Now we aren’t in the business of making macro predictions, and there are enough economists out there better equipped to have that debate. But what concerns us is that the risk of recession does not appear to be priced into markets.
What you are highly unlikely to see is a recession that coincided with earnings growth. Typically, recessions have resulted in earnings declines of about 20-30%.
So given that recession risks are evident, it would seem prudent to actively manage your portfolios for the risks that lie ahead.
Wait, didn’t you just tell us not to fall into the trap of boom-and-bust investing?
At Stock Doctor, we build through-the-cycle portfolios. We aren’t interested in playing momentum when the bulls are running and rushing for cover in defensive stocks or even out of the market entirely when the noise machine tells us to panic.
We identify factors that we believe are important for a company’s longevity and success:
1. Financial Health
2. Capital Efficiency
3. Earnings quality
4. Adequate & defendable profit margins
Once you have the framework to build an actively managed portfolio, with appropriate diversification, you can approach these fragile points in the economic cycle with confidence and peace of mind that you have a strong stable of companies that can navigate best through uncertain economic periods.
From this point, you can prepare your asset allocation strategy to take advantage of the opportunities a volatile market often brings. If the risks to market earnings don’t appear priced in, as we think is the case, keep some powder dry with cash on the sidelines.
Alternatively, you can use the wonderful tools available on the market, such as inverse EFTs, that can be held to hedge market risks efficiently. It’s a strategy known as beta hedging. In effect, you can actively manage the beta (market risk) level in your portfolio whilst also generating positive returns by staying exposed to your stock selection decisions (the alpha). However, it’s important to note that beta hedging strategies require active management. They aren’t designed to buy and hold, so do your research and invest confidently.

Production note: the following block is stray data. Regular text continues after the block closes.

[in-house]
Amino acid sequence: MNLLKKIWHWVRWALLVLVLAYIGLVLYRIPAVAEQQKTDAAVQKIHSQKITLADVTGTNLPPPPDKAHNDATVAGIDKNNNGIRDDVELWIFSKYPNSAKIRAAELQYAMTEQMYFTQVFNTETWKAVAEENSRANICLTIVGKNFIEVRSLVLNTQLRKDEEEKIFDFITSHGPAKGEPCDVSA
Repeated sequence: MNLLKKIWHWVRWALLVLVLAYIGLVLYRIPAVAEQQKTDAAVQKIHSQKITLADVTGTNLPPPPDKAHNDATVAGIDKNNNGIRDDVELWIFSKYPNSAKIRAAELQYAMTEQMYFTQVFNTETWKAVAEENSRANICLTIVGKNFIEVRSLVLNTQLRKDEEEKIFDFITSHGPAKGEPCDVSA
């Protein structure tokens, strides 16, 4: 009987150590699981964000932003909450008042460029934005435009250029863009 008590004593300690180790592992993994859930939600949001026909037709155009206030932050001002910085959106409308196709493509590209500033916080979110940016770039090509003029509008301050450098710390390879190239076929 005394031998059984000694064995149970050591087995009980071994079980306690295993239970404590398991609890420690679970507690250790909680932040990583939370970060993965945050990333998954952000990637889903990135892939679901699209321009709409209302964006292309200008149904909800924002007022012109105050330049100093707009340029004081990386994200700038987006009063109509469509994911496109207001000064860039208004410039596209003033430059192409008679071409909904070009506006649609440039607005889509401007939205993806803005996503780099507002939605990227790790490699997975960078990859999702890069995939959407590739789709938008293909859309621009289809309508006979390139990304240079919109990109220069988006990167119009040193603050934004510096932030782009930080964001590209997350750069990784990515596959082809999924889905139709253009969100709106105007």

I finish this piece in a similar tone to how it began. We’ve been helping DIY retail investors for decades and know that managing an equity portfolio is challenging, particularly during cycle shifts. Don’t make the mistake of becoming paralysed into complacency or trying to go all in or all out. It doesn’t have to be that hard or stressful. Stick to quality and ensure you use the right research tools to navigate the volatility.
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This content is provided by Lincoln Indicators Pty Limited (Lincoln) ABN 23 006 715 573, as Corporate Authorised Representative of Lincoln Financial Group Pty Ltd ABN 70 609 751 966, AFSL 483167. This communication may contain general financial product advice or forward-looking statements regarding our intent, belief or current expectations with respect to the market conditions. Caution is advised to place undue reliance on these forward-looking statements, as our advice has been prepared without taking account of your personal circumstances. Therefore, you should consider its appropriateness, in light of your objectives, financial situation and needs, before acting on it. Please refer to our Financial Services Guide (FSG) for more information at Lincoln Indicators Pty Ltd.